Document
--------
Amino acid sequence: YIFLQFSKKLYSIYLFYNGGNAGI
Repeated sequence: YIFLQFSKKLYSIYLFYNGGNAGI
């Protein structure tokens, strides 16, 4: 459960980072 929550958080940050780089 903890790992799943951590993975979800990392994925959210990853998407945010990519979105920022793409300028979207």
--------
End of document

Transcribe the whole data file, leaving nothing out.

Amino acid sequence: YIFLQFSKKLYSIYLFYNGGNAGI
Repeated sequence: YIFLQFSKKLYSIYLFYNGGNAGI
């Protein structure tokens, strides 16, 4: 459960980072 929550958080940050780089 903890790992799943951590993975979800990392994925959210990853998407945010990519979105920022793409300028979207």